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The Case For Anna Chlumsky, A Four-Time ‘Veep’ Nominee Who Deserves Her First Emmy in 2016

Long overdue for a trophy, here's why "Veep" veteran Anna Chlumsky deserves to take home her first Emmy in 2016.

Veep Season 5 Anna Chlumsky

Lacey Terrell/HBO

“It’s always brewing for Amy.”

No statement could more accurately sum up the delights and challenges of playing Amy Brookheimer, the workaholic, power-hungry and devoted ex-Chief of Staff to ex-President Selina Meyer (Julia Louis-Dreyfus). Throughout “Veep,” HBO’s Emmy-winning and critically-revered comedy, Amy is constantly on edge — sitting in wait for the next disaster to strike and always ready with a plan when it does.

While that’s absolutely thrilling to watch unfold for the audience, one can imagine how such demands could take it out of the actress playing Amy, Emmy nominee Anna Chlumsky.

READ MORE: Why Julia Louis-Dreyfus Deserves Her Fifth ‘Veep’ Emmy: IndieWire’s Emmys Endorsements (Comedy)

“It’s just under the surface for her, all the time,” Chlumsky said in a recent interview with IndieWire. “So playing her — [with] that intensity, those stakes — all of those things are always in play, the second the scene begins. It’s just a matter of whether she lets it out or not.”

Chlumsky cites her theater background for helping her not only keep the energy up, take after take, scene after scene, but for allowing her to keep finding new facets within Amy with each new opportunity.

“You’re trained to be able to do something eight shows a week, theoretically,” Chlumsky said. “And you’re also trained to rehearse, rehearse, rehearse and be open to new stuff all the time. So when it comes to scenes like that, I definitely feel like it’s all in and wherever your energy level [lands] is going to be valid and truthful. So when you are doing take after take, it’s just there. You’ve rehearsed it. It’s in your body.”

Veep Season 5 Anna Chlumsky

Season 5 found Amy being slowly welcomed back into the inner circle she abandoned the season prior (via a quitting scene to end all quitting scenes), which provided unique challenges of its own.

“Personally, I call this season ‘Amy’s Back From Rehab Season,'” Chlumsky said. “In the second half of last season, she was trying to pull away and see if she could live without this professional addiction of hers. This season she’s asking that same question of herself: ‘Is it possible to have both — to be in this environment and to stay sane?”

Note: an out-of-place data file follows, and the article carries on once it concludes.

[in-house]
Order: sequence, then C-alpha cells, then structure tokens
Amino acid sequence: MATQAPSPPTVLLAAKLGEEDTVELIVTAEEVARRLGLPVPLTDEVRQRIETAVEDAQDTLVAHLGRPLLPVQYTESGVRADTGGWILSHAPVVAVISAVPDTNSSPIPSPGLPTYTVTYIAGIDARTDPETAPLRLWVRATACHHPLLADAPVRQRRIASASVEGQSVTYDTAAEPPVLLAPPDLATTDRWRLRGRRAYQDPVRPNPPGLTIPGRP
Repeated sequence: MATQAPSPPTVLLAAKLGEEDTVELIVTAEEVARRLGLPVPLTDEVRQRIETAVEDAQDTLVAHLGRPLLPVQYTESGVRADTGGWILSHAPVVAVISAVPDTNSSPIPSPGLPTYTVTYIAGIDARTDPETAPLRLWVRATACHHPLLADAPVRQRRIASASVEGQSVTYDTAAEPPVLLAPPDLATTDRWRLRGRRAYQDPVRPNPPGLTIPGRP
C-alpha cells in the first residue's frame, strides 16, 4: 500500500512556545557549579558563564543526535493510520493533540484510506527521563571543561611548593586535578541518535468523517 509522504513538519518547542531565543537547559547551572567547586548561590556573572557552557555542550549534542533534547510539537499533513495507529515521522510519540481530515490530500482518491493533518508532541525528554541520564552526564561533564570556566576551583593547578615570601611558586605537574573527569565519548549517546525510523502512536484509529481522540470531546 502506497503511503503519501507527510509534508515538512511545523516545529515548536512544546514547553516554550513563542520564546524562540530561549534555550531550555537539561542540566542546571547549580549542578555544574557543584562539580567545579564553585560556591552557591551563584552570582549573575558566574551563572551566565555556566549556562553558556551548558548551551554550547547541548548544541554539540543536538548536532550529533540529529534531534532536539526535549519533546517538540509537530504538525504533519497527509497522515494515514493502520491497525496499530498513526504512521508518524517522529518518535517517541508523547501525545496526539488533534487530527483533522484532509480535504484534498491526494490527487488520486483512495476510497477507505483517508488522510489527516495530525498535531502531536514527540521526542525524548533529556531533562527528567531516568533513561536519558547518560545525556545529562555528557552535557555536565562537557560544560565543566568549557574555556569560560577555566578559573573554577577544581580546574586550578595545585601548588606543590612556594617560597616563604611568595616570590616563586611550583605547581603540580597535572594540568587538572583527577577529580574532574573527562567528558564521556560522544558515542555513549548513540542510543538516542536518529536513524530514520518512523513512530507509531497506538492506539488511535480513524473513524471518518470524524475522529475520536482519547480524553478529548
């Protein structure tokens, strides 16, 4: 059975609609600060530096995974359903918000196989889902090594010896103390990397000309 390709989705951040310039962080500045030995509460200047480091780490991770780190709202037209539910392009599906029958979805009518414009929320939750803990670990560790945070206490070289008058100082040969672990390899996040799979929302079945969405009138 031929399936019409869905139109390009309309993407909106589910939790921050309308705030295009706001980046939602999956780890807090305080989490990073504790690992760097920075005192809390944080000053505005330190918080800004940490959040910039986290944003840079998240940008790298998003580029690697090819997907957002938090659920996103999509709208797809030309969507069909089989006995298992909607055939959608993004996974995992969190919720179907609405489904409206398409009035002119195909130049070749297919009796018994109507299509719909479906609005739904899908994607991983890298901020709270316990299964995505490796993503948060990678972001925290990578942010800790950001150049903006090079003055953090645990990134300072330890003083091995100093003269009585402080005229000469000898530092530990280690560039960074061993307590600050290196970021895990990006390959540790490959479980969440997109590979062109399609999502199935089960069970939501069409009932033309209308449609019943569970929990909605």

Amy only truly tests that theory when she officially joins the Meyer team midway through Season 5, in the very episode Chlumsky has submitted for Emmy consideration, “C***gate.”

“They were all figuring out how not to tell Mom something,” Chlumsky said of the episode. “What was so fun was banding together with everyone else — everybody being like, ‘I said it, too.’ It felt a little like old times.”

Chlumsky also pointed to the final two episodes of Season 10 as something “we’ve never done before,” specifically the faux-documentary episode, “Kissing Your Sister.” Chlumsky was given the opportunity, as Amy, to talk directly to camera, opening up a lot of doors and playing around comedically in a bigger space than normal.

“It was new and really fun to play with,” Chlumsky said.

Her range can be seen fully in the deleted scenes available on “the film’s” website, but Chlumsky has flexed her acting muscles for five years now. She’s been rewarded with four Emmy nods so far, including this year. Final voting for the 2016 Primetime Emmys is open now until August 29 at 10pm. IndieWire encourages all TV Academy members to strongly consider Ms. Chlumsky, as well as our endorsements in all categories.

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